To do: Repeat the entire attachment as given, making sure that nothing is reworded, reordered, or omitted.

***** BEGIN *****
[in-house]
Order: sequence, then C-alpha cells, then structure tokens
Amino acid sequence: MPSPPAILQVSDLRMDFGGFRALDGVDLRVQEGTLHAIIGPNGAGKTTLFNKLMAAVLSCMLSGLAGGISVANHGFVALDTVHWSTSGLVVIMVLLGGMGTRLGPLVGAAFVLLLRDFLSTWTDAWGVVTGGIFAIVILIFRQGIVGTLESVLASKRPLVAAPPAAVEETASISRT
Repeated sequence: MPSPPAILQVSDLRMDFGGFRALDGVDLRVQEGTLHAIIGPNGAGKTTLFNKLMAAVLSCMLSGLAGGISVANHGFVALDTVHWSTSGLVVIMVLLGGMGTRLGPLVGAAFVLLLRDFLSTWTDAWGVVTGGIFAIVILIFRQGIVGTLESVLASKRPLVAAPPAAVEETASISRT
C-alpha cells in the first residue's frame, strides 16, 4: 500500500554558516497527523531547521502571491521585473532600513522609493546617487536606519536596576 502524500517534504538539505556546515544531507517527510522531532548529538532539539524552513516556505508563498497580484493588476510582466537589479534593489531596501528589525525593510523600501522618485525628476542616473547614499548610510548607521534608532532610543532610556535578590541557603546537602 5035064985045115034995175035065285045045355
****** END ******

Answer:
[in-house]
Order: sequence, then C-alpha cells, then structure tokens
Amino acid sequence: MPSPPAILQVSDLRMDFGGFRALDGVDLRVQEGTLHAIIGPNGAGKTTLFNKLMAAVLSCMLSGLAGGISVANHGFVALDTVHWSTSGLVVIMVLLGGMGTRLGPLVGAAFVLLLRDFLSTWTDAWGVVTGGIFAIVILIFRQGIVGTLESVLASKRPLVAAPPAAVEETASISRT
Repeated sequence: MPSPPAILQVSDLRMDFGGFRALDGVDLRVQEGTLHAIIGPNGAGKTTLFNKLMAAVLSCMLSGLAGGISVANHGFVALDTVHWSTSGLVVIMVLLGGMGTRLGPLVGAAFVLLLRDFLSTWTDAWGVVTGGIFAIVILIFRQGIVGTLESVLASKRPLVAAPPAAVEETASISRT
C-alpha cells in the first residue's frame, strides 16, 4: 500500500554558516497527523531547521502571491521585473532600513522609493546617487536606519536596576 502524500517534504538539505556546515544531507517527510522531532548529538532539539524552513516556505508563498497580484493588476510582466537589479534593489531596501528589525525593510523600501522618485525628476542616473547614499548610510548607521534608532532610543532610556535578590541557603546537602 5035064985045115034995175035065285045045355